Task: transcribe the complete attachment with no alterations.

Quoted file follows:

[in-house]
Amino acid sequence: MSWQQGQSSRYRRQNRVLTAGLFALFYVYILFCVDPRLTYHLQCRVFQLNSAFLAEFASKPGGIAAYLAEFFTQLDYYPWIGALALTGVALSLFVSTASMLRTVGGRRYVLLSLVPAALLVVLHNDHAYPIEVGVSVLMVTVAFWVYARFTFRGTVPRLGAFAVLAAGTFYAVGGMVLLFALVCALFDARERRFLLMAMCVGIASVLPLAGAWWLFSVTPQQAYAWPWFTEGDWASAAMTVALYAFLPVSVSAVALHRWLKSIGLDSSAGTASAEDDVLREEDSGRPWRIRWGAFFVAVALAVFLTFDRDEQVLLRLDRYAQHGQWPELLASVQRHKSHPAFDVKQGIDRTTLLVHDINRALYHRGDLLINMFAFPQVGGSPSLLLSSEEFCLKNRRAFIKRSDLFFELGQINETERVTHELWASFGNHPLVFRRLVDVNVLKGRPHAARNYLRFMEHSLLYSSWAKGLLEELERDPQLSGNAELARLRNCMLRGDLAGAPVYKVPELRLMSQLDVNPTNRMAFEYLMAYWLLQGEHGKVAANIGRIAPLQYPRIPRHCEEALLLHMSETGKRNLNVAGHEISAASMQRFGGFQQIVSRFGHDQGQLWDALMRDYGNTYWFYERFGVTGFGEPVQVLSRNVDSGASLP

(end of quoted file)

[in-house]
Amino acid sequence: MSWQQGQSSRYRRQNRVLTAGLFALFYVYILFCVDPRLTYHLQCRVFQLNSAFLAEFASKPGGIAAYLAEFFTQLDYYPWIGALALTGVALSLFVSTASMLRTVGGRRYVLLSLVPAALLVVLHNDHAYPIEVGVSVLMVTVAFWVYARFTFRGTVPRLGAFAVLAAGTFYAVGGMVLLFALVCALFDARERRFLLMAMCVGIASVLPLAGAWWLFSVTPQQAYAWPWFTEGDWASAAMTVALYAFLPVSVSAVALHRWLKSIGLDSSAGTASAEDDVLREEDSGRPWRIRWGAFFVAVALAVFLTFDRDEQVLLRLDRYAQHGQWPELLASVQRHKSHPAFDVKQGIDRTTLLVHDINRALYHRGDLLINMFAFPQVGGSPSLLLSSEEFCLKNRRAFIKRSDLFFELGQINETERVTHELWASFGNHPLVFRRLVDVNVLKGRPHAARNYLRFMEHSLLYSSWAKGLLEELERDPQLSGNAELARLRNCMLRGDLAGAPVYKVPELRLMSQLDVNPTNRMAFEYLMAYWLLQGEHGKVAANIGRIAPLQYPRIPRHCEEALLLHMSETGKRNLNVAGHEISAASMQRFGGFQQIVSRFGHDQGQLWDALMRDYGNTYWFYERFGVTGFGEPVQVLSRNVDSGASLP